Sleep Away Dementia?


ORLANDO, Fla. (Ivanhoe Newswire) — According to the Mayo Clinic, adults should get at least seven hours of sleep per night. In the short-term, lack of sleep may cause emotional distress, slower response times, and increased stress levels. And now long-term effects may include some irreversible health problems such as dementia

According to the CDC, the United States is becoming a sleep deprived nation.

Jagdish Khubchadani, PhD, a professor of public health at New Mexico State University, told Ivanhoe, “2008, some 25 percent of Americans slept less than seven hours which is required. By 2018, those numbers have become a third of Americans are sleeping lesser than they should.”

The negative effects from that shortage of sleep are long.

Khubchadani  detailed, “Anxiety, your reflexes become poor, your judgment becomes poor, anger management becomes an issue and in the long run, you continue to gain weight. You have a risk of heart disease, cancers, and stroke.”

Now recent studies show that lack of sleep can increase your risk for dementia too. Researchers at Harvard found people who slept fewer than five hours per night were twice as likely to develop dementia and twice as likely to die, compared to those who slept six to eight hours per night. In another study in Europe, researchers found sleeping six hours or less at age 50, 60, and 70 was associated with a 30 percent increase in dementia risk compared to sleeping seven hours. So how can you get some quality ZZZ’s?

“Maintaining a schedule, keeping technology away in the bedroom, not drinking coffee and alcohol before you sleep. Those are three basic things that you can do to, you know, ensure that you’re getting a good quality sleep and are at lower risk for health problems,” explained Khubchadani.

Experts say avoid using over-the-counter sleeping pills as they can do more harm than good. However, if your sleep disruption is causing you distress, seek a qualified physician to diagnose you and prescribe proper medication.

Contributors to this news report include: Milvionne Chery, Producer; Roque Correa, Editor.


REPORT #2960

BACKGROUND: There is a certain number of hours of sleep our body requires to function properly. While there is no precise number of hours, it is recommended by professionals that for children it’s anywhere from ten to 13 hours, teens it is about ten hours, adults should aim for about seven to nine hours, and for people who are 65 and older it’s a little less than seven. Sleep is important and a lack of sleep can cause lack of attention span, impaired memory, obesity, depression, and high blood pressure. To try to keep the recommended number of hours of shut eye include keeping a consistent schedule by going to bed and waking up at the same time every day and putting away your devices before bed to limit the amount of blue light. Blue light stimulates cells in your brain that tells it to stay awake. Not looking at your device or a TV for a long amount of time allows your brain to relax and stop firing off as many neurons.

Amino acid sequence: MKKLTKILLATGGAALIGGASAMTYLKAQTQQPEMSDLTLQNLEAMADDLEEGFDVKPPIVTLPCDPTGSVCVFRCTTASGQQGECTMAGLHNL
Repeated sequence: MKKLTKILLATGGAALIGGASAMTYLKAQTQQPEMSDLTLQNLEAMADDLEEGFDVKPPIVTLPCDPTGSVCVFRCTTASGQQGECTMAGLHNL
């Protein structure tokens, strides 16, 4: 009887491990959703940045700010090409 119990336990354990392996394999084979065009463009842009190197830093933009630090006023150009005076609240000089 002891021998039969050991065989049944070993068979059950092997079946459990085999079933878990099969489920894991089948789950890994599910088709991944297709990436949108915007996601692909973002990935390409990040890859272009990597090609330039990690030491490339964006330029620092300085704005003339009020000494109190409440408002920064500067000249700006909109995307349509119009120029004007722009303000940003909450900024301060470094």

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THE STUDY: Sleep is important and missing one night or a few hours can lead to some minor issues with thinking but imagine missing multiple hours over a series of months. This can lead to bigger mental issues. Studies performed by PubMed, EMBase, ISI Web of Science, and PsycINFO show that sleep deprivation increase dementia risk by 20 percent. A study done using 7,959 participants looked at the relationship between the amount of sleep and increased risk of dementia in midlife citizens. Researcher found that after 25 years there were 521 cases on dementia because of a lack of sleep. The heightened risk is associated with the duration of sleep lasting less than six hours at ages 50 and 60 compared to those at the same ages but achieving seven hours of sleep. This study showed that those at ages 50, 60, and 70 with short sleep durations had a 30 percent increased risk of developing dementia.


PREVENTING DIMENTIA: Dementia is an umbrella term that is used to describe many different mental illnesses and because it’s an umbrella term there are always studies being done to help either improve or prevent cognitive decline. If someone is already suffering from dementia, some activities you could do at home to make them feel better include helping that person stay calm and oriented by, sticking to a schedule and, encouraging activities that are both enjoyable and stimulating. Another option is to get a nurse to help take care of them. Many dementia patients want to live at home where it feels familiar having someone there who knows how to take care of them is the best of both worlds. To help prevent dementia you can take control of your health. Eat right, exercise and get the correct amount of sleep. When getting the correct amount of sleep try to not use artificial sleep inducers. Get your body on the right track and let it relax and regroup before the next day.
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* For More Information, Contact:

Jagdish Khubchadani, PhD

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